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16 Drinks Named For Authors And Their Books - Slosh Spot

16 Drinks Named For Authors And Their Books

For actors, the ultimate sign of fame is that star on the Hollywood Walk of Fame. For writers, it’s more than just the Pulitzer Prize. It’s something simpler, actually. You know you’ve garnered the respect of your peers when you have a drink named after you.

They say that alcohol brings out the artistic side in you. These authors can attest to this very fact. In fact, Edgar Allan Poe hardly wrote without being inebriated. He was drunk most of the time. And while his stories were generally dark and dreary, no one can argue with the fact that he’s become a legend. He’s the Shakespeare of the twisted world. Well, he doesn’t belong to a class of his own. Below is a list of 16 authors who’ve written novels while their brains may have been infused with alcohol. It apparently brought out the best in them that others decided to concoct a drink based on these talented writers’ names or famous works.

Now, we certainly can’t tell you if the drinks were real. However, feel free to follow the recipes and see if they’re as good as they sound or if they just taste like crap. Just don’t judge these authors based on the drink’s taste. Everyone’s palate is special. Writers, in particular, needed stronger libations to fully bring out that story and make it as real as possible.

Host a cocktail party and try each one on the list. Your liver may need some TLC after, but heck, at least you’ve tried living like these famous folks who have a few titles in the best sellers list.

1. The Ernest Hemingway Special

Ernest Hemingway

1 jigger absinthe
1 bottle champagne

Add one jigger of absinthe on a flute and slowly add the champagne. Mix until you get the perfect opalescent milky look.

Ernest Hemingway must have had a visit from the green fairy when he made this drink. The word absinthe should tell you that this drink is potent. He said this was the very drink that inspired him to write a scene for Death in the Afternoon. No doubt he must have lived it and wanted the whole world to see how wickedly adventurous his mind had become.

2. The Sir Walter Scott

Sir Walter Scott

1 tsp grenadine
1 tsp curacao
1 tsp lemon juice
1/3 brandy
1/3 rum

Mix all the ingredients in a shaker and strain into a cocktail glass.

No one really knows how this drink came to be, but The Sir Walter Scott is fairly tasty. The drink is a bit of everything, just like its namesake. The real Sir Walter was a poet, an author, and a scholar. As for the drink, it’s sweet, sour, and it brings a lot of attitude to your taste buds.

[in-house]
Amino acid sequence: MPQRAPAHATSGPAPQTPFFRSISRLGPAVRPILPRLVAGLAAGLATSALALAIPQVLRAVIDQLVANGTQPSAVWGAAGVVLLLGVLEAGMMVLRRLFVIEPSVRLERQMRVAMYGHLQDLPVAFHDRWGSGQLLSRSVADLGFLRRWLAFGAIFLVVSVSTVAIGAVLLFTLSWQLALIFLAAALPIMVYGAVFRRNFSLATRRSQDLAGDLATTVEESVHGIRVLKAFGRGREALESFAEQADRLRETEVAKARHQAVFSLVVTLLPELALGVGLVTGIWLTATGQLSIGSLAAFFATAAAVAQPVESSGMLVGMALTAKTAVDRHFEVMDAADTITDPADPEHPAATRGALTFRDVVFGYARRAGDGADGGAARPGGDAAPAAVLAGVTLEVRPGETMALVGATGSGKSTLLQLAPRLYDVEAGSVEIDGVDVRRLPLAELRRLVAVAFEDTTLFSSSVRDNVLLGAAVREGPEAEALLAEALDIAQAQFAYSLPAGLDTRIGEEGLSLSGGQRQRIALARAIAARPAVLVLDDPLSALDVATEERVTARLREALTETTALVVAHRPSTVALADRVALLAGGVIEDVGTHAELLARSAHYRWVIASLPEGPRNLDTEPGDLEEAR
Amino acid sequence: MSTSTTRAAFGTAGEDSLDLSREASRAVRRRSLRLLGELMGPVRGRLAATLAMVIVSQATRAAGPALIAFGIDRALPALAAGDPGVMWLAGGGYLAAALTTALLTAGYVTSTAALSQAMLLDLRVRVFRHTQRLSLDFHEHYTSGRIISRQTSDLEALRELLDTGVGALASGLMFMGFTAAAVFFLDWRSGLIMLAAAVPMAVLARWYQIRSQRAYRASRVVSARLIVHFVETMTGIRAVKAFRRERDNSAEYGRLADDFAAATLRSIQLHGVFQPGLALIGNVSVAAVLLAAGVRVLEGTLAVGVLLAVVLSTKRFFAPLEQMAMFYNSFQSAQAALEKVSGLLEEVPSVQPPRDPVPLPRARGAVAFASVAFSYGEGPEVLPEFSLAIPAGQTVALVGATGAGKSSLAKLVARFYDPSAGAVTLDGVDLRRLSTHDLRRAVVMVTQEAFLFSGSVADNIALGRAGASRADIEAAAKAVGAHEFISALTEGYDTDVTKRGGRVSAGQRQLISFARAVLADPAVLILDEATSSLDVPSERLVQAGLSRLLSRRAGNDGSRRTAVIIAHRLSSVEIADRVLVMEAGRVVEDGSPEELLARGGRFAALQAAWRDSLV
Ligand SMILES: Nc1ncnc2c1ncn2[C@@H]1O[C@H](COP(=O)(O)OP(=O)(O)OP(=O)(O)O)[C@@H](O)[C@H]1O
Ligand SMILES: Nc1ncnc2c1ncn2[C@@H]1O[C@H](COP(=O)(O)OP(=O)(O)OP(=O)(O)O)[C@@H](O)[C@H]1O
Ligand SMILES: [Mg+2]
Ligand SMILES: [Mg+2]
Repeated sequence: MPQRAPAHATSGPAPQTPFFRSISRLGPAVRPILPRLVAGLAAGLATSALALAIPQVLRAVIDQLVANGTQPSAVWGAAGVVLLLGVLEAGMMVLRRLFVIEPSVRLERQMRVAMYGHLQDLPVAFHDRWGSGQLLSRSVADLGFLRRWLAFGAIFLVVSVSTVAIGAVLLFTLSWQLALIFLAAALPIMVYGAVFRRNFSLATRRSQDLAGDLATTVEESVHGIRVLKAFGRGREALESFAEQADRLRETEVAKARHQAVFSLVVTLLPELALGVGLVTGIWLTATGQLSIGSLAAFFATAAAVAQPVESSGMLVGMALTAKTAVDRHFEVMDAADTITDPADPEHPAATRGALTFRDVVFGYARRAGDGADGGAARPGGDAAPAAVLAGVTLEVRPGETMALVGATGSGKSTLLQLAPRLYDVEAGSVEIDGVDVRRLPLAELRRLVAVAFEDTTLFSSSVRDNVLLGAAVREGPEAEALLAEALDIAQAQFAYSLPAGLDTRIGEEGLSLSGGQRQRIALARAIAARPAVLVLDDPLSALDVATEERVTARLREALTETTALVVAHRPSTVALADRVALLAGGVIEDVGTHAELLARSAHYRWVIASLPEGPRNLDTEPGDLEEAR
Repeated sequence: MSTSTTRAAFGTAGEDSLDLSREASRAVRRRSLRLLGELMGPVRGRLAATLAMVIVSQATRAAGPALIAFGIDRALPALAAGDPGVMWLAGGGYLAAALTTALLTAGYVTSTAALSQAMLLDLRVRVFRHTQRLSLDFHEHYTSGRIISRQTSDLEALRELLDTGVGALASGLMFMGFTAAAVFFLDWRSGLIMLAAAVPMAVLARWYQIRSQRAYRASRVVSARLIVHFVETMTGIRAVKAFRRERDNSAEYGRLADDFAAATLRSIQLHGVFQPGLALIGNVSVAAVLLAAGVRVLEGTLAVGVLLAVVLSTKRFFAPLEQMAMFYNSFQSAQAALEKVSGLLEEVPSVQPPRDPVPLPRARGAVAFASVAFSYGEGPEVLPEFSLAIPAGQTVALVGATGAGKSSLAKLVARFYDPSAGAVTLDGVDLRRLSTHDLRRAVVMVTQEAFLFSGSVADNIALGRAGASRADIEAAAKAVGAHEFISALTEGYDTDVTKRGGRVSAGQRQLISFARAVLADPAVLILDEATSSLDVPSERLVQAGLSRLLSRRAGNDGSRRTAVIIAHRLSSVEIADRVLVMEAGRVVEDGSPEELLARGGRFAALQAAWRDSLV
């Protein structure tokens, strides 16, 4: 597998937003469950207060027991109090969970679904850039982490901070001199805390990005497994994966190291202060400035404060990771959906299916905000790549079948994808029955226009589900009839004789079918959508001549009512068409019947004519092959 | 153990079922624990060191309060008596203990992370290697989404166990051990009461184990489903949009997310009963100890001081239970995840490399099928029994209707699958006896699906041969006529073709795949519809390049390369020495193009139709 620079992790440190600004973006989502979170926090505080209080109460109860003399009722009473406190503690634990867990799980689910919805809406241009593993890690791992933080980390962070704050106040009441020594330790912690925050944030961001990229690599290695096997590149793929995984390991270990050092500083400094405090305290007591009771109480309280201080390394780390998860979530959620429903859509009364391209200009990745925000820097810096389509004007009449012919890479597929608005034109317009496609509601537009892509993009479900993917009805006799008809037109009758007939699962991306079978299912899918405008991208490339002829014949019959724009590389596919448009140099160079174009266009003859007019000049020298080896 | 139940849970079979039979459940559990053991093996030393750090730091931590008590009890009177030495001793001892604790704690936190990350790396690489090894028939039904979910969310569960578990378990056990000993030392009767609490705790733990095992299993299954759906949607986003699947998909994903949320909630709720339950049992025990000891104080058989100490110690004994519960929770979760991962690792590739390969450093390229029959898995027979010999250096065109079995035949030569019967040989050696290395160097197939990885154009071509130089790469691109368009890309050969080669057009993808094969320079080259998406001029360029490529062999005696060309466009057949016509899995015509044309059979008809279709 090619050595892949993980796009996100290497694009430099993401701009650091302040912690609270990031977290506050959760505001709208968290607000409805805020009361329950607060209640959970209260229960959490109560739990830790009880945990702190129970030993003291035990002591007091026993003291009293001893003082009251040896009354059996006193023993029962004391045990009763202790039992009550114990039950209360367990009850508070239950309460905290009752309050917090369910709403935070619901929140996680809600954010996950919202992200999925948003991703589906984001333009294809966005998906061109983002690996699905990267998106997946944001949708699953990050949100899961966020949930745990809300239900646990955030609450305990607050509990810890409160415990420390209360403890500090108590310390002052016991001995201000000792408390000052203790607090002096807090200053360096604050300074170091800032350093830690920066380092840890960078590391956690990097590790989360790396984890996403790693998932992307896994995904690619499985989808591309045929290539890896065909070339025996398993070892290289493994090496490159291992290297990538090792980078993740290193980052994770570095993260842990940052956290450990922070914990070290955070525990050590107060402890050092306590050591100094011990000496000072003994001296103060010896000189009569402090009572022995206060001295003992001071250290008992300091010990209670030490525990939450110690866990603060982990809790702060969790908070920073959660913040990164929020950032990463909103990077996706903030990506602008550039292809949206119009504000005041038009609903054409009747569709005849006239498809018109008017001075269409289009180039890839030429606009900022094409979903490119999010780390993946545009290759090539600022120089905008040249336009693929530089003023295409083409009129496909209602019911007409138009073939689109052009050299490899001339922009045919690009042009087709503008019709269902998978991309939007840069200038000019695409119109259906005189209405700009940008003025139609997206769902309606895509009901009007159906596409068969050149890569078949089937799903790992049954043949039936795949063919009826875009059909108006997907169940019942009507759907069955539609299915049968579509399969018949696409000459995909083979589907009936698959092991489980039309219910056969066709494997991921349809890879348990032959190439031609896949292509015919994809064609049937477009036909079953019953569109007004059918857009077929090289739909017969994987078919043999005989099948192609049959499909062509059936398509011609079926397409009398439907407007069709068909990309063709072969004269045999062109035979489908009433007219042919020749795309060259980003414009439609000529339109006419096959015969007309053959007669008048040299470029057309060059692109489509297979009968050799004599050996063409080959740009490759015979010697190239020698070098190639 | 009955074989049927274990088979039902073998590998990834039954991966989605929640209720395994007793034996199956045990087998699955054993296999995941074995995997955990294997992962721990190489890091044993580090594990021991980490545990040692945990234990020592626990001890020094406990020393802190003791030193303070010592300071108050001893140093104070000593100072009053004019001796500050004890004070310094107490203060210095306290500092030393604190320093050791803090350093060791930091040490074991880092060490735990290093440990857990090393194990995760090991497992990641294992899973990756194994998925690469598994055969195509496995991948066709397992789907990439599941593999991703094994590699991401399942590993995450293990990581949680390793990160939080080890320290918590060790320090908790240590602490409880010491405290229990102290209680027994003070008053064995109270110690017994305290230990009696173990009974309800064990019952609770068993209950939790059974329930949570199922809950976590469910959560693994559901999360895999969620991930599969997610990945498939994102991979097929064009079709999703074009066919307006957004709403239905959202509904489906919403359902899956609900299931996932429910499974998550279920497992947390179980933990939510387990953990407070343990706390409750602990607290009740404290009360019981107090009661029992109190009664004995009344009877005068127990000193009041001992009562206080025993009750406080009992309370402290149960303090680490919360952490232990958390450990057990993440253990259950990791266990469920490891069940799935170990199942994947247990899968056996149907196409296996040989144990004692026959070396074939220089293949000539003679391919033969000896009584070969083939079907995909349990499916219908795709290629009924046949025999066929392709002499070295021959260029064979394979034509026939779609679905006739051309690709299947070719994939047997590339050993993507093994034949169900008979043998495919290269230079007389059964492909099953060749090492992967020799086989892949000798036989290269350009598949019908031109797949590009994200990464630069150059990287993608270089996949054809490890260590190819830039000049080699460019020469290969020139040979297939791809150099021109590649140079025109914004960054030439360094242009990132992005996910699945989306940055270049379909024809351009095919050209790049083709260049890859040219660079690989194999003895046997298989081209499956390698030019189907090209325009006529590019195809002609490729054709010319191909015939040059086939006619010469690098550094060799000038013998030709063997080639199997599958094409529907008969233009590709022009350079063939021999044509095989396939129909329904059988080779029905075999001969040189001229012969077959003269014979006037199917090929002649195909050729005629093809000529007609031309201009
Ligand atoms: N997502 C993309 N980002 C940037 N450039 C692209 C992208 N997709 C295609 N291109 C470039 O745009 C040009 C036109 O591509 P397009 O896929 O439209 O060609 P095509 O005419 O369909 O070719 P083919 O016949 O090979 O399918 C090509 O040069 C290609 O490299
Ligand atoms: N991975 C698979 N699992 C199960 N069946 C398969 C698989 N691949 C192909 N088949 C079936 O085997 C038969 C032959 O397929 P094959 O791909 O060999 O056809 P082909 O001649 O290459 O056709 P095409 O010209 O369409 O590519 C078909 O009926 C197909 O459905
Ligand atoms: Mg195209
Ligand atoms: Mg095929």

3. The Gryffindor

JK Rowling

Cranberry juice
Orange juice
Raspberry liqueur
Orange peel

Mix all the drinks to your liking before adding a dash of raspberry liqueur. Top it off with an orange peel for zest.

Since all you Harry Potter fans can’t get the famous butter beer, this drink will suffice. It satisfies your craving for sweets while making you feel as if you’re the newly inducted member of the Gryffindor house. Just don’t let the boss catch you drinking this or you might get kicked out. Or worse, you’ll eventually wake up and find yourself right back in the world filled with muggles.

4. The Gin Rickey

F. Scott Fitzgerald

1 1/2 oz gin
juice of 1/2 limes
carbonated water
1 lime wedge

Pour juice of lime and gin into a highball glass with ice cubes. Fill with carbonated water. Stir and add a wedge of lime. Serve and enjoy.

F. Scott Fitzgerald was once quoted saying, “First you take a drink, then the drink takes a drink, then the drink takes you.” He had a passion for gin, believing that no one can trace this alcohol in your breath. However, some people have decided to make variations and would instead use rum or scotch. It just goes to show you that alcohol is still alcohol, whichever way it’s served. And whatever calls the muse to inspire you, just go for it. You could just become the next great thing in the literary world.

5. The Vesper Martini

Ian Fleming

3 measures of Gordon’s Gin
1 measure of vodka
1/2 measure Kina Lillet
Lemon peel for garnish

In chapter 7 of the Casino Royal novel, Ian Fleming says that you need three measures of Gordon’s, one of vodka, half a measure of Kina Lillet. Shake it very well until it’s ice-cold, and then add a large but thin slice of lemon peel.

Every James Bond aficionado knows that Vesper was 007’s greatest love. If you really want to know what Mr. Bond, James Bond, is thinking, try this drink instead of going for the conventional martini that’s shaken, not stirred. By night’s end, you’ll feel just as invincible. You’ll be raring to fight bad guys with your newly acquired fighting skills. It’s only the next day that you’ll feel like the douchebag that you actually were the previous night.

6. The Smoking Bishop

Charles Dickens

5 medium oranges
1 medium grapefruit
36 whole cloves
1 (750-milliliter) bottle medium-bodied red wine, such as Pinot Noir
1/2 cup granulated sugar
5 (3-inch) cinnamon sticks
2 star anise pods
1 (750-milliliter) bottle ruby port

Heat the oven to 350°F and arrange a rack in the middle. Place the oranges and grapefruit in a baking dish and bake until the bottom is lightly browned. Flip the fruits over and continue baking until the second side looks the same. Remove from the oven and let cool slightly. Remove the fruit from the dish and stud each piece with 6 cloves. In another dish, place the red wine, sugar, cinnamon sticks, and star anise in a large saucepan over low heat. Stir until sugar dissolves. Add the clove-studded fruit by submerging it in the wine mixture. Cover and let it sit overnight. Then, remove the fruit from the saucepan and slice each piece in half. Juice the other halves into a strainer. Discard seeds, cloves, and pulp. Add the juice and port to the mixture and stir. Place over low heat but don’t let it boil. You can remove the star anise and cinnamon sticks if you want. Best served hot.